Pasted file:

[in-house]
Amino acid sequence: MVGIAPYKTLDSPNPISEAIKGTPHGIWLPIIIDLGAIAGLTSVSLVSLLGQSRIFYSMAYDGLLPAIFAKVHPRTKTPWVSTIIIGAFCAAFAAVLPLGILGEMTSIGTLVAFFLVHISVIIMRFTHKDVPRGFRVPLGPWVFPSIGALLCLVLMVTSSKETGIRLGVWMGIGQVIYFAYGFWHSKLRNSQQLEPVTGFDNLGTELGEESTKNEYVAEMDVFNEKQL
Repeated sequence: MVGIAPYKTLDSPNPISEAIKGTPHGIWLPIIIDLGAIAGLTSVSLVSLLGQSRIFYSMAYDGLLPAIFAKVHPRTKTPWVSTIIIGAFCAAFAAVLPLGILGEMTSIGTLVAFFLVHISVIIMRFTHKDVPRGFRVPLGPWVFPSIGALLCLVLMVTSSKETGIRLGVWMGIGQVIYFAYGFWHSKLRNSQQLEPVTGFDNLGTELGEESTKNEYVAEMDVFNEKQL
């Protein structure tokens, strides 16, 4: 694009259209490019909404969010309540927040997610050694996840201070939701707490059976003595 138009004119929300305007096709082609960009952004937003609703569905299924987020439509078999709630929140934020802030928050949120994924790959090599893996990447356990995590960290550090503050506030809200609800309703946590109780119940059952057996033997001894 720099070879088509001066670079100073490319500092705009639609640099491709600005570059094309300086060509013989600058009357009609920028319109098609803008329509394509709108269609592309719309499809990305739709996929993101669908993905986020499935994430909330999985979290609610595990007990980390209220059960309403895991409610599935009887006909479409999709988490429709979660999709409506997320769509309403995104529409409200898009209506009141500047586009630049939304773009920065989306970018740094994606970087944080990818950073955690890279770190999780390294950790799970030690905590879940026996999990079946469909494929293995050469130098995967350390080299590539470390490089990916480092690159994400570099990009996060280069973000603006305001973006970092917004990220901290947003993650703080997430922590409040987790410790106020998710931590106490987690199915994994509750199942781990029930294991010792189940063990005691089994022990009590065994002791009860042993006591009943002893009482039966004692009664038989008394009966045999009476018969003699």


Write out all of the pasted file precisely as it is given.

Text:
[in-house]
Amino acid sequence: MVGIAPYKTLDSPNPISEAIKGTPHGIWLPIIIDLGAIAGLTSVSLVSLLGQSRIFYSMAYDGLLPAIFAKVHPRTKTPWVSTIIIGAFCAAFAAVLPLGILGEMTSIGTLVAFFLVHISVIIMRFTHKDVPRGFRVPLGPWVFPSIGALLCLVLMVTSSKETGIRLGVWMGIGQVIYFAYGFWHSKLRNSQQLEPVTGFDNLGTELGEESTKNEYVAEMDVFNEKQL
Repeated sequence: MVGIAPYKTLDSPNPISEAIKGTPHGIWLPIIIDLGAIAGLTSVSLVSLLGQSRIFYSMAYDGLLPAIFAKVHPRTKTPWVSTIIIGAFCAAFAAVLPLGILGEMTSIGTLVAFFLVHISVIIMRFTHKDVPRGFRVPLGPWVFPSIGALLCLVLMVTSSKETGIRLGVWMGIGQVIYFAYGFWHSKLRNSQQLEPVTGFDNLGTELGEESTKNEYVAEMDVFNEKQL
């Protein structure tokens, strides 16, 4: 694009259209490019909404969010309540927040997610050694996840201070939701707490059976003595 138009004119929300305007096709082609960009952004937003609703569905299924987020439509078999709630929140934020802030928050949120994924790959090599893996990447356990995590960290550090503050506030809200609800309703946590109780119940059952057996033997001894 720099070879088509001066670079100073490319500092705009639609640099491709600005570059094309300086060509013989600058009357009609920028319109098609803008329509394509709108269609592309719309499809990305739709996929993101669908993905986020499935994430909330999985979290609610595990007990980390209220059960309403895991409610599935009887006909479409999709988490429709979660999709409506997320769509309403995104529409409200898009209506009141500047586009630049939304773009920065989306970018740094994606970087944080990818950073955690890279770190999780390294950790799970030690905590879940026996999990079946469909494929293995050469130098995967350390080299590539470390490089990916480092690159994400570099990009996060280069973000603006305001973006970092917004990220901290947003993650703080997430922590409040987790410790106020998710931590106490987690199915994994509750199942781990029930294991010792189940063990005691089994022990009590065994002791009860042993006591009943002893009482039966004692009664038989008394009966045999009476018969003699």